Another choice is ambuyat, a culinary experience unique to Borneo. It is a starchy and gooey paste made from sago that can be dipped into a savoury sauce.
- Kueh melayu (sugar, raisin, and peanut-filled sweet pancakes)
Brunei is a dry country: alcohol is not sold anywhere in the country and consumption of alcohol in public is prohibited by law. That said, non-Muslim visitors are allowed to bring in up to two litres of alcohol (wine or spirits) plus up to twelve cans of beer every 48 hours, and there is a wide array of duty-free shops just across the border in Malaysia to cater to this demand. However, alcohol permits must be obtained upon arrival in Brunei while going through customs.
Many higher-end restaurants allow guests to bring in their own alcohol and corkage is not charged, though this is technically illegal and it's best to keep a low profile if you choose to consume in a public establishment. At the lower end (particularly Chinese restaurants), many restaurants supply illicit booze under euphemisms like "special tea".
One should definitely try out teh tarik, a sweet milk tea, as well as the wide array of coffee (kopi) available in restaurants.
The local currency is the Brunei Dollar ($) you might hear Ringgit used to refer to the dollar but be sure that participants are not talking about the Malaysian Ringgit (MYR) which is valued at less than half a Brunei dollar.
As of January 2010, $1 = RM2.421 = £0.449 = €0.512 = USD0.705
The Brunei dollar is tied to the Singapore dollar at a 1:1 rate. By law both currencies can be used interchangeably, so if you're coming in from Singapore, there's no reason to change money as your cash will be readily accepted. (Likewise, any leftover Brunei dollars can be used at par in Singapore.) However, many stores refuse Singapore notes with seemingly microscopic tears in them, and notices to this effect are posted at the cash register. Malaysian ringgit (RM) will also be accepted in a pinch, but the exchange rate may not be in your favour. The ringgit is not available at Brunei banks but can be obtained from money changers.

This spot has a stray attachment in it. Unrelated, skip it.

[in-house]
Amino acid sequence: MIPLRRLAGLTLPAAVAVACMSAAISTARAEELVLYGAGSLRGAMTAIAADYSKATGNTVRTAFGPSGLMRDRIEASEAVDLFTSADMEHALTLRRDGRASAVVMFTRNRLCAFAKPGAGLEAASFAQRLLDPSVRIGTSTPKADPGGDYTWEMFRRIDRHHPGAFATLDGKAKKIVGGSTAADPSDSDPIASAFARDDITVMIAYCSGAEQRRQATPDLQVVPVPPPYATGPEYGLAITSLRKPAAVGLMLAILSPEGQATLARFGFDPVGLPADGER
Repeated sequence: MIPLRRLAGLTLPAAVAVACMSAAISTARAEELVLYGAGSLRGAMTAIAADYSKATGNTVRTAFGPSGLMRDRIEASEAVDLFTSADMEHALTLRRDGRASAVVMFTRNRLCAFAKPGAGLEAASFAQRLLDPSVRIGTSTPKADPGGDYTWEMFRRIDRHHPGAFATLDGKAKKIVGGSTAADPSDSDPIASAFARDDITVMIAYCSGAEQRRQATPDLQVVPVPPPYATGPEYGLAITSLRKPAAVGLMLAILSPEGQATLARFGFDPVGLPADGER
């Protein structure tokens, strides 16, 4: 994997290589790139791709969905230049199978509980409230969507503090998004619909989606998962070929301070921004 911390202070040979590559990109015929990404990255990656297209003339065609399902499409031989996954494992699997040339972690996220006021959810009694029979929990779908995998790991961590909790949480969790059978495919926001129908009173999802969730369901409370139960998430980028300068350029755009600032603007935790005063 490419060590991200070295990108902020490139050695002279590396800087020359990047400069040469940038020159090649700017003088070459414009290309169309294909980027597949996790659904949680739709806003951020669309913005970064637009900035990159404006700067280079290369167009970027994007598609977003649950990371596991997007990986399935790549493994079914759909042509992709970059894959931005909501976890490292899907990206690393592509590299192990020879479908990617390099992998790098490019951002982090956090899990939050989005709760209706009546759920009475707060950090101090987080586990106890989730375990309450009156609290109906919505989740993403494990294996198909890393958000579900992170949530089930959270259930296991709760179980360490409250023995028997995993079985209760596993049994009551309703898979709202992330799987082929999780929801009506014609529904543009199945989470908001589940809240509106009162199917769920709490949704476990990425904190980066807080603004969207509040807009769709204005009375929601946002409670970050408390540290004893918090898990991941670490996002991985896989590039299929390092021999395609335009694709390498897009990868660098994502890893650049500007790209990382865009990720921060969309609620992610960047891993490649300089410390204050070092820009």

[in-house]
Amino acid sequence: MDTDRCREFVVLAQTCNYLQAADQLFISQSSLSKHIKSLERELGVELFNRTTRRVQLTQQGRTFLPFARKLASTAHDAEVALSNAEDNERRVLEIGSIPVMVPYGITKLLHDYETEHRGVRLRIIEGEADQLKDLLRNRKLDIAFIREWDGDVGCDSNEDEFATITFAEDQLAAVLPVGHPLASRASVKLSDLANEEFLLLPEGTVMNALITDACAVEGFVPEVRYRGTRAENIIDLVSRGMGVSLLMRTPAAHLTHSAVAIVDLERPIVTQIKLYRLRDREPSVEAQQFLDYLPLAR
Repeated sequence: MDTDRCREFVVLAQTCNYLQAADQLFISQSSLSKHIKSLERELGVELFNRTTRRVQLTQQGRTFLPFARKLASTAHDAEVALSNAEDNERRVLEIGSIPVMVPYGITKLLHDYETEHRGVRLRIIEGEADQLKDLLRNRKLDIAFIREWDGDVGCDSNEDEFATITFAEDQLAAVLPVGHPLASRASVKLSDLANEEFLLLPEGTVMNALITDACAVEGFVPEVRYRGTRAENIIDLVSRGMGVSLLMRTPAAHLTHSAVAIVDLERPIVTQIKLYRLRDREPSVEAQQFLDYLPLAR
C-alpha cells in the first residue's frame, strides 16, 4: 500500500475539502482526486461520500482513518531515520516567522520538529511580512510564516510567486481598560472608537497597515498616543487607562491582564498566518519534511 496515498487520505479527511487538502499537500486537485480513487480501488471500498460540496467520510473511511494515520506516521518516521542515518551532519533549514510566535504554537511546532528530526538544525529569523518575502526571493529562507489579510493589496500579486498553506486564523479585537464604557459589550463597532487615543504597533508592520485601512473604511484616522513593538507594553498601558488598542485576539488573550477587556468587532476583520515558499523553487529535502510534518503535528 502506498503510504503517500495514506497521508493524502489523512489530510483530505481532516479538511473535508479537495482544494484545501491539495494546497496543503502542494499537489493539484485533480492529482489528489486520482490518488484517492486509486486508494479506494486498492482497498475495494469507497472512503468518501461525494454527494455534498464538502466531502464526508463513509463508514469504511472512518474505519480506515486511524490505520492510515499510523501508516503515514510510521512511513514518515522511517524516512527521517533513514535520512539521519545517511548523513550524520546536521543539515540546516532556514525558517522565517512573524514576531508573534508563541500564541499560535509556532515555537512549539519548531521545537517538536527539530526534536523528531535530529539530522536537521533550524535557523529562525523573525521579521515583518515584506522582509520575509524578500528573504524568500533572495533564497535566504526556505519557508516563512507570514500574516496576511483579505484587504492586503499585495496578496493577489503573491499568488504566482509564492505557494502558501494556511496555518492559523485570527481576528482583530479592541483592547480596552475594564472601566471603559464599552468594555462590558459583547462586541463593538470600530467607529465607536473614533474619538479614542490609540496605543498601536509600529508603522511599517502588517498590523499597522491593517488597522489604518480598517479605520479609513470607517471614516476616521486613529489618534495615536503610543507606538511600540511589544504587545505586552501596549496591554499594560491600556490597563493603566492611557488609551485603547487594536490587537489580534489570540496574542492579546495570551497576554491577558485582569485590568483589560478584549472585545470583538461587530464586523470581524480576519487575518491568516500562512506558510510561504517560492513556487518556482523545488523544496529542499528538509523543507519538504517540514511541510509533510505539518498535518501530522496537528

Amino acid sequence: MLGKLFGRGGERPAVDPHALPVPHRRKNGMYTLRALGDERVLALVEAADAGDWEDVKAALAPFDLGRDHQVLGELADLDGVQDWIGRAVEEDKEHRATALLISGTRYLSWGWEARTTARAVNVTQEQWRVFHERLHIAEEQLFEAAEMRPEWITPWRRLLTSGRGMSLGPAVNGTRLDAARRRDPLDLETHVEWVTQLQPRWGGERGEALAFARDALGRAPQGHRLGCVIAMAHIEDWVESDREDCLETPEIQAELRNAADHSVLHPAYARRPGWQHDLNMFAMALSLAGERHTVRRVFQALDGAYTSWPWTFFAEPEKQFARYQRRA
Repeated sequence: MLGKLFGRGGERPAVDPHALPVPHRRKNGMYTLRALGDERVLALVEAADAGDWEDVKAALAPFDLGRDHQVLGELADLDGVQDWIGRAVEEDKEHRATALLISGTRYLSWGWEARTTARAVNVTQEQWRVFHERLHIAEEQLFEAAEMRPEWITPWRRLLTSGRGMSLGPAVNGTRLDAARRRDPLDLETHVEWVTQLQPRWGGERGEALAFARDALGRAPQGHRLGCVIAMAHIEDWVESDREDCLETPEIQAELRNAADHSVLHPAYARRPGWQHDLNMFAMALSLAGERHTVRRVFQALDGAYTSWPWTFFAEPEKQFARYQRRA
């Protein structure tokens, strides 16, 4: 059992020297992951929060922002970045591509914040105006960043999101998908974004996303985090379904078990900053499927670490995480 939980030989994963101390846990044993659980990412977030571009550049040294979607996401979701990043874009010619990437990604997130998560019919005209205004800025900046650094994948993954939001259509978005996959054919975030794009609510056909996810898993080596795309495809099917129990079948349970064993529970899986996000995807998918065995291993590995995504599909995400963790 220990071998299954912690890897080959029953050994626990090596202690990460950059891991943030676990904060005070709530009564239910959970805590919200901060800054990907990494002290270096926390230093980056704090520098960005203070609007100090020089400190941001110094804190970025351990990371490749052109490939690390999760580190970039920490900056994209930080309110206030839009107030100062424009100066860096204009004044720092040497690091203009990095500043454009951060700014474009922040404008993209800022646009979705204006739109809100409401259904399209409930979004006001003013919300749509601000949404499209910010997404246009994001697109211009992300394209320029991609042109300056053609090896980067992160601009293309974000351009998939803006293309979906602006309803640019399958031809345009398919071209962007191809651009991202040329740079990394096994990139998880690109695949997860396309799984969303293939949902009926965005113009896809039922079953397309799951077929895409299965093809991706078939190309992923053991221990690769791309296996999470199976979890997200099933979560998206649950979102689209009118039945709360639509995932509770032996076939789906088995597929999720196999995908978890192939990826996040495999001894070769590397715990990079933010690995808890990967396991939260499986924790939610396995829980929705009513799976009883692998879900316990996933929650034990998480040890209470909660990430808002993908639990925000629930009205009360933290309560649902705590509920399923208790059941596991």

The Brunei dollar is divided into 100 cents. There are banknotes from $1 to a whopping $10,000 (handy if you're shopping for Rolls-Royces) and coins of 1-50 cents. All smaller notes and the 2004 series of larger notes are printed as brightly coloured polymer notes.
By Southeast Asian standards Brunei is roughly on par with Singapore, meaning roughly twice as expensive as neighbouring Malaysia. You can reduce costs by eating at local restaurants and avoiding the more expensive restaurants in hotels. Budget accommodation, once very limited, has expanded in recent years and you can now get a decent bed for the night for around $30.
This article is based on Creative Commons Attribution/Share-Alike 3.0 Licensed text from the article Brunei on Wikivoyage.
Cities in Brunei
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Bandar Seri Begawan, also known as BSB or just Bandar, is the capital of Brunei.
- Sultan Omar Ali Saifuddien Mosque
- Jame\'Asr Hassanil Bolkiah Mosque
- Royal Regalia Museum
- The Mall
- Empire Golf and Country Club
Points of Interest in Brunei
- Ulu Temburong National Park in Bangar
- The Omar Ali Saifuddien Mosque in Bandar Seri Begawan
- Bandar Seri Begawan has a couple of museums dedicated to the history of Brunei and that of the monarchy.
Sultan Omar Ali Saifuddien Mosque - Bandar Seri Begawan
Jerudong Park - Jerudong
Kuala Belait Mosque - Kuala Belait
Ulu Temburong National Park - Bangar
Jame\'Asr Hassanil Bolkiah Mosque - Bandar Seri Begawan
Royal Regalia Museum - Bandar Seri Begawan
The Mall - Bandar Seri Begawan
Empire Golf and Country Club - Bandar Seri Begawan
Muara Beach - Bandar Seri Begawan
Serasa Beach - Bandar Seri Begawan
International Convention Centre - Bandar Seri Begawan
Hassanal Bolkiah National Stadium - Bandar Seri Begawan
Jerudong Park Medical Centre - Jerudong
Royal Brunei Golf and Country Club - Bandar Seri Begawan
Royal Brunei Golf Club - Bandar Seri Begawan
Pantai Mentiri Golf Club - Bandar Seri Begawan
Malay Technology Museum - Bandar Seri Begawan
Brunei Museum - Bandar Seri Begawan